Over extraction is another ecological factor to consider. We may argue that over-irrigation from boreholes does not matter, because the excess water will infiltrate and recharge the aquifer, but in some areas and in warmer climates infiltration may be much slower than the rate of evaporation. Think of the rate of evaporation on the surface of an over-irrigated rugby or soccer pitch. Yes, evaporated water becomes part of the natural water cycle and makes its way back by precipitation, but precipitation is not guaranteed and, in some areas, not frequent. The same is true for over-irrigated water running off – it may end up in rivers and dams and become part of the natural water cycle. Remember, infiltration is a slow process. Irrigate with extreme care in cities and towns where the hard concrete and tarred surfaces cause excess water to enter the stormwater system. This water runs off to an outskirt of your aquifer and it may take months or years to recharge the source you are using. 
Before drilling a borehole, or using an existing borehole, do some research on the aquifer you are extracting groundwater from. Train ground staff, landscapers, maintenance managers and management on using groundwater responsibly by raising awareness and making the unseen visible.

Case Study

A few of years back, my family and I lived in Vanwyksvlei, 280 km south of Upington in the Northern Cape Province. Vanwyksvlei is a very small town in one of the driest parts of the Karoo. The town is surrounded by large sheep farms and mainly serves a farmers community. Driving around in the district, the windmills form landmarks against the horizon in this stretched out flat landscape. I prefer to call these windmills 'windpumps'. It is a direct translation from Afrikaans (windpomp), and a more descriptive rendering of their functioning. 
Upon closer inspection you will notice that there is a small reservoir next to almost every windpump called a cement dam. From this reservoir water is distributed miles away to water troughs where sheep can drink water. In addition to the dam, you will notice a large pond next to the setup. A shallow, man-made excavation, likely created by machinery. In the Karoo this is called a 'gat dam'. That can be translated to a 'hole dam'. I enquired about the name and they told me, "it is because it is a hole in the ground". Duh! The function of this dugout is to serve as a recharge pond. In the Karoo, precipitation is usually heavy rain on a hard surface. Though puddles form, most of the runoff will form streams running to rivers. These rivers seldom flow and are mostly dry riverbeds. Puddles in riverbeds feed the water table. In extreme cases it will flow and cause floods in nearby towns. December 2022 was a year of extreme rain and my brother, doing a solo tour on an adventure bike through the Northern Cape and Namibia, witnessed the flooding first hand.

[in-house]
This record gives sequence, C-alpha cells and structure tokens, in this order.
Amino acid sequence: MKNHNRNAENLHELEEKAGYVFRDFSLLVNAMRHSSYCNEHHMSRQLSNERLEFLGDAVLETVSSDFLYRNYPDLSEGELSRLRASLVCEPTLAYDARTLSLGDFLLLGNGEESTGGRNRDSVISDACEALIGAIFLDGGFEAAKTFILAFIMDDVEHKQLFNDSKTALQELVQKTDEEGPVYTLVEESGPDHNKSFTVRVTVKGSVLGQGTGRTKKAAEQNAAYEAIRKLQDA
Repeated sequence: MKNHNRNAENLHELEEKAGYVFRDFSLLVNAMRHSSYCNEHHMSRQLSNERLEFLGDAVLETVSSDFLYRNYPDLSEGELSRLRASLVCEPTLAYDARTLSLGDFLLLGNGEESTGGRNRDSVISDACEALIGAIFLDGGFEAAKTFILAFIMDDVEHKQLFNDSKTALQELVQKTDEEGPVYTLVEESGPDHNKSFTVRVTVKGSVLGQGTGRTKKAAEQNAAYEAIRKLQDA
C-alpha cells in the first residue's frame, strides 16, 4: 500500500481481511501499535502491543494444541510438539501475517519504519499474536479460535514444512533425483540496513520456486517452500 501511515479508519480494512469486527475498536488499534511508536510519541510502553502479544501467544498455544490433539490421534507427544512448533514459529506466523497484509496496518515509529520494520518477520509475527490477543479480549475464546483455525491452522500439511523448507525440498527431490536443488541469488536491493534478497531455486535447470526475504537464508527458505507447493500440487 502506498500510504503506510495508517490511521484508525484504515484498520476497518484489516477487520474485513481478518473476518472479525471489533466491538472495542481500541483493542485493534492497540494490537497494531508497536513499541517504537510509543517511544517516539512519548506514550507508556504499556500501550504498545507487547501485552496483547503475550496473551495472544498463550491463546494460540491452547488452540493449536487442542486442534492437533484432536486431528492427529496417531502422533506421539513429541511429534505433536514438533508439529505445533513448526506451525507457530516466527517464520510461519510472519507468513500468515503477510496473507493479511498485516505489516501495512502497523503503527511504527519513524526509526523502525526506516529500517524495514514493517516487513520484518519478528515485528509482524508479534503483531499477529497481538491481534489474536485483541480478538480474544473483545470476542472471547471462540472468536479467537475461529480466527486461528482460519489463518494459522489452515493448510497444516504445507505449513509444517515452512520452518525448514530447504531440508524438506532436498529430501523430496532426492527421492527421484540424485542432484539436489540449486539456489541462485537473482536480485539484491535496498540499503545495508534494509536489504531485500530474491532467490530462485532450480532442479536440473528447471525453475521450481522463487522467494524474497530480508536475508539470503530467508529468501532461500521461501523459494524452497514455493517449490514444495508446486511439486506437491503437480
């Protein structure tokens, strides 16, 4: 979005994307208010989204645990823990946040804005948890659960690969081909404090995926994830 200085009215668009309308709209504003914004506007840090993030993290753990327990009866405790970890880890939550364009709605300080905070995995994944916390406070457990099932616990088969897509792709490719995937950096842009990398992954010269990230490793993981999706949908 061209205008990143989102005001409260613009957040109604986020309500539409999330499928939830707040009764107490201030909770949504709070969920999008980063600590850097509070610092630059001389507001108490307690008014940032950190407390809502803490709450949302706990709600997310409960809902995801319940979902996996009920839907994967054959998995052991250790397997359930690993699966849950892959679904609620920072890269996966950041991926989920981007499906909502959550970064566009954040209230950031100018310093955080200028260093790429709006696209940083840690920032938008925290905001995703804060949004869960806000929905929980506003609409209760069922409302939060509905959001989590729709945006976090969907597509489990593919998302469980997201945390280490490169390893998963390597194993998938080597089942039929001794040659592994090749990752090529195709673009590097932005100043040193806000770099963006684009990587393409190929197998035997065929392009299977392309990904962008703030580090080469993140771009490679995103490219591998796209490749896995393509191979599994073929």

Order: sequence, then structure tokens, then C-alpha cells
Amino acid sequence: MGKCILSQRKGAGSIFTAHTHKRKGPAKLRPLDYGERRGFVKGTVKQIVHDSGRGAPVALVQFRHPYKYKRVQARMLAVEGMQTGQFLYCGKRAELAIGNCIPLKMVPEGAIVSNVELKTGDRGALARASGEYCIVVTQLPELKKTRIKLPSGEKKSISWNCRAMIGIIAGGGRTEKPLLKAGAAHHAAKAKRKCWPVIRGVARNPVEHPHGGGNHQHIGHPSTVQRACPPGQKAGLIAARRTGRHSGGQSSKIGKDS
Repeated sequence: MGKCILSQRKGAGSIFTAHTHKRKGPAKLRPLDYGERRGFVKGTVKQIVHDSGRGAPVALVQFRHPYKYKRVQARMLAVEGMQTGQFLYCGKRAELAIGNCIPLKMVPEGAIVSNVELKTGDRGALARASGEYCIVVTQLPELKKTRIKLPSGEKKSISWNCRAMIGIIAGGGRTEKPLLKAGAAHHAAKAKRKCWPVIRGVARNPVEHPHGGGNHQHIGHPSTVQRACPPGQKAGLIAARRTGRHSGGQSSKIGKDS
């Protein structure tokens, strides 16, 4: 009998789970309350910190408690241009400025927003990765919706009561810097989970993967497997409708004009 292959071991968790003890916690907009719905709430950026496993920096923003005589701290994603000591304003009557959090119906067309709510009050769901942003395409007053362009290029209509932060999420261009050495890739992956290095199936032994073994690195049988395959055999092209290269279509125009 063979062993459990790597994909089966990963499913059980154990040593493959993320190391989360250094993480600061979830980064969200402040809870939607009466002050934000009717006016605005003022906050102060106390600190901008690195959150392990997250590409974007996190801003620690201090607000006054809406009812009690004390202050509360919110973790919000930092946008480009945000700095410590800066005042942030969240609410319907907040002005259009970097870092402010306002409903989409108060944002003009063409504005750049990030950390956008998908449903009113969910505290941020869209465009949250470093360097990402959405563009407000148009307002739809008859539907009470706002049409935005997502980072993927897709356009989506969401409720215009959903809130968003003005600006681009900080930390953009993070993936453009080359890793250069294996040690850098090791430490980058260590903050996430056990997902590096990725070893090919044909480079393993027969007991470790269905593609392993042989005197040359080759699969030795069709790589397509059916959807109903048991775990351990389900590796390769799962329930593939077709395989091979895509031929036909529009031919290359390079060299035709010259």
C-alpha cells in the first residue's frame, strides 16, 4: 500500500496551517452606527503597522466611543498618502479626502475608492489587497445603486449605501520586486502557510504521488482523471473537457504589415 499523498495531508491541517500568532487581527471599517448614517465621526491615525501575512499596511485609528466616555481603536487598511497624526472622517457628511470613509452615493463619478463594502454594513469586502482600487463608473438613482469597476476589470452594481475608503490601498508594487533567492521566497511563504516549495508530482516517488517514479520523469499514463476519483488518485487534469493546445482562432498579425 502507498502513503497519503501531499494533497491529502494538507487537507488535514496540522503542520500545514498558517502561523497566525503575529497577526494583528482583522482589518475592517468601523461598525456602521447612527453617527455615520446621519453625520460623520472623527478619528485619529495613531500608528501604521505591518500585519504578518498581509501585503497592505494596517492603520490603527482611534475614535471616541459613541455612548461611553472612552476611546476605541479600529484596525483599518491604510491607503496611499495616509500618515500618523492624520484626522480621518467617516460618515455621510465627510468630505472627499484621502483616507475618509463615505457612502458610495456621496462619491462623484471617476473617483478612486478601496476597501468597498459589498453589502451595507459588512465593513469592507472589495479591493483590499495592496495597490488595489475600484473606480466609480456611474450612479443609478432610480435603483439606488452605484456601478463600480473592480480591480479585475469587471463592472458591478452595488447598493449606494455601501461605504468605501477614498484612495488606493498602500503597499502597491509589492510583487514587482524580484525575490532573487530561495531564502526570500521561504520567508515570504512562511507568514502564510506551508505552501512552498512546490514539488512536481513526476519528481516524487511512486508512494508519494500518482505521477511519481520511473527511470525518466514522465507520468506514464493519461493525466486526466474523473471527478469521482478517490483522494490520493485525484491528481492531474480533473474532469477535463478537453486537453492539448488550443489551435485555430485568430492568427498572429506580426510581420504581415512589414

Flooding in Karoo
Back to the recharge ponds (hole dams). Their function is to hold back some of the runoff and recharge the borehole. This is a very old practice by farmers that knew even groundwater does not have an unlimited supply of water. In the Northern Cape nature and humans are grateful for every drop of water. Water is respected here. It's the source of life.
Windpump with hole dam
Today, when driving through the Karoo, you will see more and more retired windpumps. Sun pumps (submersible electric pumps running on energy from solar panels) and plastic tanks are simply easier to maintain, leaving skeletons of old windpumps and the ruins of cement dams. The hole dams remain.
Recharging our water sources is one of the crucial responsibilities we have as water stewards. If we don't take accountability for our groundwater actions (and inaction), the consequences will be life threatening.
More on the 5 R's in our blog series The 5 R's of Water Responsibility as we dive a little deeper into each of these. Remind, Reduce, Reuse, Recycle & Recharge.
5. The RECHARGE of Water Responsibility.